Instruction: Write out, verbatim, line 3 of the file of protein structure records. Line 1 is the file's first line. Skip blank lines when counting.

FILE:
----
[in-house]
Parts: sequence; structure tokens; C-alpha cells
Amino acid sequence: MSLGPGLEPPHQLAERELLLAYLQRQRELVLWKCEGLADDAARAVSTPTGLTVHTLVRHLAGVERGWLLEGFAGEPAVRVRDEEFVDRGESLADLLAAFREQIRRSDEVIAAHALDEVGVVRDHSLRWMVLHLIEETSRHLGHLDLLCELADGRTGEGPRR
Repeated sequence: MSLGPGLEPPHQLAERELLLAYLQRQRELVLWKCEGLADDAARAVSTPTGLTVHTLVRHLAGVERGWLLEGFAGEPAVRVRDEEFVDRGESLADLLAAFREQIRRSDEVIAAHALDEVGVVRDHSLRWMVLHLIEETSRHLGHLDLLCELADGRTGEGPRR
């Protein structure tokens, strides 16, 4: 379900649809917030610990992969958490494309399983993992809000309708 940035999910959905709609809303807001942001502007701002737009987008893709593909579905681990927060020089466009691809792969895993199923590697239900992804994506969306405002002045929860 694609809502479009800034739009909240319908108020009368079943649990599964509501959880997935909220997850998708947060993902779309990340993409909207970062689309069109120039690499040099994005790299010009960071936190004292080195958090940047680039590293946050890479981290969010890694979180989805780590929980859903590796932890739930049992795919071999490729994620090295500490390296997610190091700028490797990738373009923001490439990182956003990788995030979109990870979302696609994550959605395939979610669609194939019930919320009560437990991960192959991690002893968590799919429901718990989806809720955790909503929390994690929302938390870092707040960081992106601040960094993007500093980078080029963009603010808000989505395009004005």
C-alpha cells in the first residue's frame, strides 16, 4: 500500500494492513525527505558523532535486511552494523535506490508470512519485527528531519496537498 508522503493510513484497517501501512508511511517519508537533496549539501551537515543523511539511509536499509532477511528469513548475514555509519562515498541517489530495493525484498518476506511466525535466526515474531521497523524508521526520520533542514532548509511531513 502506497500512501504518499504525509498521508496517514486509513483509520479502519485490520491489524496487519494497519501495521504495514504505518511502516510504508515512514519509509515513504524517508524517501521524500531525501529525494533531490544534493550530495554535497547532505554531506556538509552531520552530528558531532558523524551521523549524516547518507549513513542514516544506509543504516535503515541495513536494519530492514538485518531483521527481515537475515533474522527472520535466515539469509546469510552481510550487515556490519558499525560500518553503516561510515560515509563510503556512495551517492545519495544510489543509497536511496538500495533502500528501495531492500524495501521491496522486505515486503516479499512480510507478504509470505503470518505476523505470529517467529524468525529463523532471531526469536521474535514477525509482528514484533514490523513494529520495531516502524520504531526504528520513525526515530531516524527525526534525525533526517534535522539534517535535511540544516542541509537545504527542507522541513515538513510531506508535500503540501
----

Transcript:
Amino acid sequence: MSLGPGLEPPHQLAERELLLAYLQRQRELVLWKCEGLADDAARAVSTPTGLTVHTLVRHLAGVERGWLLEGFAGEPAVRVRDEEFVDRGESLADLLAAFREQIRRSDEVIAAHALDEVGVVRDHSLRWMVLHLIEETSRHLGHLDLLCELADGRTGEGPRR